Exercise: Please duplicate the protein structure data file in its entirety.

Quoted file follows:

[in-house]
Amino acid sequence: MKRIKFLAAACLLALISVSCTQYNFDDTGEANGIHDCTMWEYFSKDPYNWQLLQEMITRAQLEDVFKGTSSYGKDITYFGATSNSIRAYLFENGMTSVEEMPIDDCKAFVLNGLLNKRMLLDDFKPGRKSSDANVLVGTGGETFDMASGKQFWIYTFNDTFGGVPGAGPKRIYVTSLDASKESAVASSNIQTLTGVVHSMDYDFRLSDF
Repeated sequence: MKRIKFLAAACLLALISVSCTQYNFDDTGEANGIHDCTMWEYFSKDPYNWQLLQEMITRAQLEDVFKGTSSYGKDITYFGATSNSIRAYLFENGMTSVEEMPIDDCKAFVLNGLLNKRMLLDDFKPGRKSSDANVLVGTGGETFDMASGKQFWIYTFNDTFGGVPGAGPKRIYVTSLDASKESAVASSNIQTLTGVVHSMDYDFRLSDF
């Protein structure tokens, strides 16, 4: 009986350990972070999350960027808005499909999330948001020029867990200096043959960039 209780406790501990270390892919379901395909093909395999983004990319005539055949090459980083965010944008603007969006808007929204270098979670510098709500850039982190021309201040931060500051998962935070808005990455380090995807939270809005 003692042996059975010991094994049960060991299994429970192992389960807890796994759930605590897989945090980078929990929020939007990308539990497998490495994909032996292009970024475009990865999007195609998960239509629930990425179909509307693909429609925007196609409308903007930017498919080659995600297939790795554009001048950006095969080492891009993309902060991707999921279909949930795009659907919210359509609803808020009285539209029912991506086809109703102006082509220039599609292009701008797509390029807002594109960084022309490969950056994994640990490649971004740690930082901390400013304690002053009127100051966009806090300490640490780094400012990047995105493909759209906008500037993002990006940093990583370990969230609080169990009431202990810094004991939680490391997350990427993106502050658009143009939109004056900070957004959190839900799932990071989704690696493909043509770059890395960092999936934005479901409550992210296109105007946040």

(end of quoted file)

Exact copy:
[in-house]
Amino acid sequence: MKRIKFLAAACLLALISVSCTQYNFDDTGEANGIHDCTMWEYFSKDPYNWQLLQEMITRAQLEDVFKGTSSYGKDITYFGATSNSIRAYLFENGMTSVEEMPIDDCKAFVLNGLLNKRMLLDDFKPGRKSSDANVLVGTGGETFDMASGKQFWIYTFNDTFGGVPGAGPKRIYVTSLDASKESAVASSNIQTLTGVVHSMDYDFRLSDF
Repeated sequence: MKRIKFLAAACLLALISVSCTQYNFDDTGEANGIHDCTMWEYFSKDPYNWQLLQEMITRAQLEDVFKGTSSYGKDITYFGATSNSIRAYLFENGMTSVEEMPIDDCKAFVLNGLLNKRMLLDDFKPGRKSSDANVLVGTGGETFDMASGKQFWIYTFNDTFGGVPGAGPKRIYVTSLDASKESAVASSNIQTLTGVVHSMDYDFRLSDF
């Protein structure tokens, strides 16, 4: 009986350990972070999350960027808005499909999330948001020029867990200096043959960039 209780406790501990270390892919379901395909093909395999983004990319005539055949090459980083965010944008603007969006808007929204270098979670510098709500850039982190021309201040931060500051998962935070808005990455380090995807939270809005 003692042996059975010991094994049960060991299994429970192992389960807890796994759930605590897989945090980078929990929020939007990308539990497998490495994909032996292009970024475009990865999007195609998960239509629930990425179909509307693909429609925007196609409308903007930017498919080659995600297939790795554009001048950006095969080492891009993309902060991707999921279909949930795009659907919210359509609803808020009285539209029912991506086809109703102006082509220039599609292009701008797509390029807002594109960084022309490969950056994994640990490649971004740690930082901390400013304690002053009127100051966009806090300490640490780094400012990047995105493909759209906008500037993002990006940093990583370990969230609080169990009431202990810094004991939680490391997350990427993106502050658009143009939109004056900070957004959190839900799932990071989704690696493909043509770059890395960092999936934005479901409550992210296109105007946040």